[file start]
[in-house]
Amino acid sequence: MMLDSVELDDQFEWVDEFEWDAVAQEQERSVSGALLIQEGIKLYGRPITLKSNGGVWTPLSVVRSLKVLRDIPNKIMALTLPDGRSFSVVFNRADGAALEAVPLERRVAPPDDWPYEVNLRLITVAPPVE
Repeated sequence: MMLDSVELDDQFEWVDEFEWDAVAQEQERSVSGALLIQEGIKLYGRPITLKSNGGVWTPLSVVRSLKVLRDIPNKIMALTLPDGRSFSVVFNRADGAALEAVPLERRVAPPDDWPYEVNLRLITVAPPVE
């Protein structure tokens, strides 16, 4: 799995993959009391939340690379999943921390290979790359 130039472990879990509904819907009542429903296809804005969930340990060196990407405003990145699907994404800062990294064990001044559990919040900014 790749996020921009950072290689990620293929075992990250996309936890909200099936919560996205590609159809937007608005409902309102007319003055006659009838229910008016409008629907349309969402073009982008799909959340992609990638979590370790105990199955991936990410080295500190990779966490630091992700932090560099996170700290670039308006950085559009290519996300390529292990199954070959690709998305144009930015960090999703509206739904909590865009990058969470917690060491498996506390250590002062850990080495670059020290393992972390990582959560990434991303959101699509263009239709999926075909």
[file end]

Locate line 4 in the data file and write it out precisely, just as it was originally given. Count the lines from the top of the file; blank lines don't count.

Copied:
């Protein structure tokens, strides 16, 4: 799995993959009391939340690379999943921390290979790359 130039472990879990509904819907009542429903296809804005969930340990060196990407405003990145699907994404800062990294064990001044559990919040900014 790749996020921009950072290689990620293929075992990250996309936890909200099936919560996205590609159809937007608005409902309102007319003055006659009838229910008016409008629907349309969402073009982008799909959340992609990638979590370790105990199955991936990410080295500190990779966490630091992700932090560099996170700290670039308006950085559009290519996300390529292990199954070959690709998305144009930015960090999703509206739904909590865009990058969470917690060491498996506390250590002062850990080495670059020290393992972390990582959560990434991303959101699509263009239709999926075909």